3 Tactical Approaches to Producing More Effective Education Content Marketing
Date posted: June 6, 2018
It was 1996 when Bill Gates penned his famous essay “Content is King.” In a remarkably prescient piece, the Microsoft founder detailed his vision of a future in which the internet enabled organizations of all kinds to easily create and share written, audio, and visual content, leading to an increased emphasis and importance on its creation.
Fast forward 22 years, and those who were paying attention to Gates’s words have reaped the benefits. Organizations in all sectors now strive to provide more valuable, engaging, and diverse forms of web content to communicate their message to the world. The content marketing revolution has been an especially natural fit for schools, many of whom have been able to draw on a range of valuable academic resources and expertise to cultivate reputations as trusted online voices.
Recently, however, the content creation boom has shown signs of reaching a saturation point. With 90% of business in all sectors now creating content for inbound marketing, it is becoming harder and harder to make yourself heard.
Faced with these challenges, many digital marketing experts have begun experimenting with innovative new strategic approaches in a bid to cut through the noise. Here are a few of the most intriguing.
1. Harmonize Your Education Content Marketing Strategy with Topic Clusters
In addition to the sheer volume of competing voices on the web, marketing professionals have also had to contend with a number of advances in search engine technology over the past few years, which have changed the way content is found and consumed.
Chief among these has been the introduction of sophisticated machine learning capabilities, such as those contained in Google’s Rankbrain and Hummingbird updates. These algorithms give search engine crawlers the ability to recognize the semantic relationship in searches, and make better judgements about user intent.
As search engines get smarter, however, SEO experts are changing the way they approach them. Because search engines can more easily recognize the relevance of content to many different variations of similar search queries, the focus has now shifted from targeting specific keywords to building authority on particular topics.
This is where the ‘Topic Cluster’ model comes in. Championed by HubSpot, topic clusters are a fresh approach to not just content strategy but web architecture. In this model, organizations choose a specific topic they want to rank for and create a series of posts designed to cover it in as much depth as possible.
A topic cluster can be broken down into 3 main components:
- Pillar Content- Each topic cluster is built around a pillar page. This is a long-form, comprehensive piece which provides a broad overview of each area of a particular topic. The pillar page Hubspot created on Instagram Marketing – which is over 8,000 words long – serves as a good example. Have a look at the table of contents below for an idea of the huge breadth of subjects the post covers:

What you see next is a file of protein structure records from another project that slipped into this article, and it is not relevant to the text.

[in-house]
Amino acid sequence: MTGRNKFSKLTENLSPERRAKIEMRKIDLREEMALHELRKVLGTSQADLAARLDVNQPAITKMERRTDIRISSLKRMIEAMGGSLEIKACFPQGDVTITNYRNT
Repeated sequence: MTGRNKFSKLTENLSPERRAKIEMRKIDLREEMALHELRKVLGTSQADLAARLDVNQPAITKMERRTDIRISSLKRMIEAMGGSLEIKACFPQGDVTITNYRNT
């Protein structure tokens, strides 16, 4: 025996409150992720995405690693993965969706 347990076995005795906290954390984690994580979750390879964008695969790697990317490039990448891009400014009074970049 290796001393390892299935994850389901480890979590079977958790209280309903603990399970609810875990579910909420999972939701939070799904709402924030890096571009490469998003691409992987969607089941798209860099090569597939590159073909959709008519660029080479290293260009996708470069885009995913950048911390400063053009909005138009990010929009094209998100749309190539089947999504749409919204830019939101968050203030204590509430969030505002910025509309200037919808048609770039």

- Cluster Content- Once your pillar content has been created, the aim should be to create a number of additional posts which go into even further detail about different subtopics related to your main theme. These cluster pages can be delivered in many different formats, and could include blogs, videos, infographics, checklists, and more.
- Hyperlinks- Your topic cluster is tied together with hyperlinks. Each of your cluster pages should be linked in your pillar page as naturally and unobtrusively as possible. You might also place further links to other posts at the end of the piece. Additionally, there should be a link back to your pillar page on each of your cluster pages, preferably using the same ‘anchor text’ each time. In the Hubspot example, all of the cluster posts link back to the pillar page using the keyword ‘Instagram marketing’ as an anchor:
These links are what make topic clusters so powerful. By anchoring your cluster pages back to your main pillar page, you reinforce its authority, while the outbound links on the pillar page serve as a further signal to search engines that it provides all the possible information a web user might be looking for on the topic in one place. As a result, search engines recognize that the posts are connected, and the authority of the entire cluster is strengthened in unison.
As of now, this approach has yet to gain much traction in education content marketing, but it could offer some potential for schools looking to bring more focus and sustained growth to their strategies. For example, your school could create topic clusters around each of your programs.
As an experiment, let’s apply it to an MBA degree. A business school offering this kind of program could create a pillar page outlining the many features and benefits of obtaining an MBA, such as internship opportunities, specific courses in areas like finance, management, and marketing, career outcomes of graduates, and networking opportunities. From there, they could create posts that cover each of these topics more thoroughly:
HubSpot offers a special content strategy tool which can help you create topic clusters, and tag and track the success of each post within them. It will also give you suggestions for core topics, and a read of the average monthly searches and your current domain authority for the topic you choose:
And the best part? You may already have a lot of the content you need. If you have been creating content regularly for a while, you will probably find that many of your posts can be repurposed to fit within a particular topic cluster. As you generate new ideas, you can create more posts and add them to it, or even create subclusters around your subtopics. The result could be a noticeable and lasting boost to your SEO, as well as an abundance of useful, engaging content that will cover all the most pressing questions and concerns of prospective students.